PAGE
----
In an old post titled Sweden: pros and cons, I listed some pros and cons for Sweden. On May 1st, my wife and I are expecting our first child and while preparing for this, I’ve encountered something that has to go on the pro list. When a Swedish couple have a baby, they each get 240 days (!) paid parental leave to be with the baby. It’s only 80% of your salary, but in many cases, your employer will pad that number (in my case to 90%). You can distribute the days however you want between the parents, but each parent has to take at least 60 days off.
It’s at times like this I’m happy to pay taxes.
I read a rather interesting article today called Top 10 green living myths. One of the “myths” the article discussed was the fact that people these days tend to buy new fuel-efficient cars like they’re iPods. This, of course, is a bad idea since actually producing the vehicle is a very CO2 heavy activity. I don’t want to digress too much, but a different article points out that as much as 30% of the total CO2 emissions of a Toyota Prius, based on a 150,000 km long life, are produced during manufacturing and distribution of the vehicle. In other words, unless you drive an awful lot and your current car is a real gas guzzler, chances are switching to a new fuel-efficient car would actually be more harmful in terms of CO2 emissions than staying with your current car.
Now, to get back to the subject at hand, in the same article, the author touched on the CO2 emissions of air travel. I couldn’t quite believe what I read so I researched it some more. The CO2 emissions of one passenger on a passenger jet is roughly equivalent to the emissions should the passenger instead travel by car (roughly). However, due to the effect known as “radiative forcing”, the actual impact of emissions from a plane is higher due to the altitude at which it flies. I won’t go into detail about this because frankly, I don’t understand it. However, the Intergovernmental Panel on Climate Change, who recently was awarded the Nobel Prize, uses a multiplier of 2.7. In other words, if traveling by plane gives you a gas mileage of 20 MPG, the effective MPG is 2.7 times less than that.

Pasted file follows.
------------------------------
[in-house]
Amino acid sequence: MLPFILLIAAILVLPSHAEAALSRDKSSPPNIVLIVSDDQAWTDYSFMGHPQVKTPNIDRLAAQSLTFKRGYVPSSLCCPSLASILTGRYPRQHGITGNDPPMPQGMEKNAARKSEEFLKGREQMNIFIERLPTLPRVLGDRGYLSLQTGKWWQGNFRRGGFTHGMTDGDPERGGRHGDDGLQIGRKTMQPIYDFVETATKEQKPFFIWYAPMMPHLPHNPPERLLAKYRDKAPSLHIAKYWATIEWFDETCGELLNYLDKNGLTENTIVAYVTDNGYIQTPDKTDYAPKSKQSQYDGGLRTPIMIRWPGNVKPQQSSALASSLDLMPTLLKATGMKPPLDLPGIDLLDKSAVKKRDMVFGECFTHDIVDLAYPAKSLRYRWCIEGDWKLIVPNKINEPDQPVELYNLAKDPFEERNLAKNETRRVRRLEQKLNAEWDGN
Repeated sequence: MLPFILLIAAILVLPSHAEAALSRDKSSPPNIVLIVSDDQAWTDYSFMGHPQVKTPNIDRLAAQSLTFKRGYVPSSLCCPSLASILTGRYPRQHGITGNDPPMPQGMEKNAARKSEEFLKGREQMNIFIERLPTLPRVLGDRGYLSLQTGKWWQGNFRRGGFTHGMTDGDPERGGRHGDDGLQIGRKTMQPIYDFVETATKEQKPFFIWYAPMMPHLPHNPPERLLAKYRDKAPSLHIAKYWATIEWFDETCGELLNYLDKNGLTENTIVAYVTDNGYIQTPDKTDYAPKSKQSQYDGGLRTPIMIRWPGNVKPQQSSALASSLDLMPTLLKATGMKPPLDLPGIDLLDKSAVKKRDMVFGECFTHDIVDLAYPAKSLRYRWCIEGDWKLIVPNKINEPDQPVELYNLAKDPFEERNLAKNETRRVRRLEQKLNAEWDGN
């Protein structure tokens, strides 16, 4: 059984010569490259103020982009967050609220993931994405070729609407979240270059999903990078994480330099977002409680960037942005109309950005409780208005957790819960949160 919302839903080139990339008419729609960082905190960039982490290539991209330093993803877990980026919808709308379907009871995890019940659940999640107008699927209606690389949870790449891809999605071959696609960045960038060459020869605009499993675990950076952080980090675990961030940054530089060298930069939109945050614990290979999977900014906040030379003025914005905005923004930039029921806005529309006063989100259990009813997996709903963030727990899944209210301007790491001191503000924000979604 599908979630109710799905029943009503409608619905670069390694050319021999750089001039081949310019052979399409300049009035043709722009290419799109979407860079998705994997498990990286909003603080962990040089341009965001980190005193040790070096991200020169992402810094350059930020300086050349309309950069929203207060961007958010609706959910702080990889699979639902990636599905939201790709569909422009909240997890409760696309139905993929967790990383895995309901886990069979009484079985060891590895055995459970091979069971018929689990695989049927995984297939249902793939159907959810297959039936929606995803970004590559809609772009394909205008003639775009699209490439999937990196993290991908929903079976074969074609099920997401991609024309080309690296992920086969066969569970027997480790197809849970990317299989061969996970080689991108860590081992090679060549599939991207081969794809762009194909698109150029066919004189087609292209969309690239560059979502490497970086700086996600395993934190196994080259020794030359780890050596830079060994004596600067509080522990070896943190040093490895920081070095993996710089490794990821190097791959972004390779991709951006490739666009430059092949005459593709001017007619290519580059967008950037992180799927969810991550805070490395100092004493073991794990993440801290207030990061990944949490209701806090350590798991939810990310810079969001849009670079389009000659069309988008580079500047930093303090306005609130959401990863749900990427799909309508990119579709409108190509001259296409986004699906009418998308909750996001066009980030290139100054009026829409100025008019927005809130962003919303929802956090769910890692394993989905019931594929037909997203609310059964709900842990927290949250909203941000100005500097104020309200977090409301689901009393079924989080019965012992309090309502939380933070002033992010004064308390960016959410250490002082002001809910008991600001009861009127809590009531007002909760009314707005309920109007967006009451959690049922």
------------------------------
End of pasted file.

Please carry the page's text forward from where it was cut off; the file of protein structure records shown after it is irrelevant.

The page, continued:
Calculating the CO2 emissions of air travel is a pain, but thankfully, there’s an online calculator at Atmosfair.de.
A common tourist destination for Swedes is Phuket in Thailand (for some odd reason). It’s roughly 9000 kilometers away if traveling from the south of Sweden. I fed in the departure and arrival airports (Copenhagen-Bangkok-Phuket) and here’s the result.
6.7 tonnes of CO2! As the graph illustrates, one return-flight to Thailand for a Swede is the equivalent of driving your average car 12,000 km per year for 3 years. This completely blew me away. Instead of placing too much weight on the CO2 emissions on your next car, maybe you should consider vacationing a little closer to home next time.
A fair amount of scepticism is a good thing. I applaud that people are sceptical about what they see on TV, read in books, magazines and on the Internet. Come to think of it, a lot of people could use some scepticism when it comes to religious literature, but, I digress. We know that the information we are fed is not always complete or unbiased. But there is such a thing as one-way scepticism and it’s a recipe for disaster. The 9/11 conspiracy theorists are a perfect example of this.
Followers of this cult are extremely sceptical about any information that originates from the US government, the mass media or the corporate world. However, they have no problem whatsoever believing everything that comes out of the mouth of people like Alex Jones, David Ray Griffin and Dylan Avery. A little neutrality please.
As usual when it comes to conspiracy theories, my question is this. What is the likelihood that every single person involved in such a massive operation would keep their mouth shut about it for all these years? In a National Geographic documentary on the subject (I believe it was called Science and Conspiracy), they did a non-scientific but still illustrative count of the number of people that would need to be involved in the supposed 9/11 conspiracy. I believed they stopped counting at around 5000 people. I’m sure the actual number would have to be a lot larger though. This is just not the way conspiracies work. Conspiracies are conducted by a few people behind closed doors under secrecy, not involving thousands and maybe tens of thousands of people. If you open your mind and think about this for a few minutes, you quickly realize that it’s just not possible.
I end this short blurb with a quote from Benjamin Franklin:
– Three may keep a secret, if two of them are dead.
Without a doubt, the most common user issue we have on campus is students that do the following:
- Click a link to a Word document in their Gmail (or somewhere else on the web).
- When asked if they want to open of save the document, they select open.
- They work on the document for a couple of hours and then hit save.
- They log out.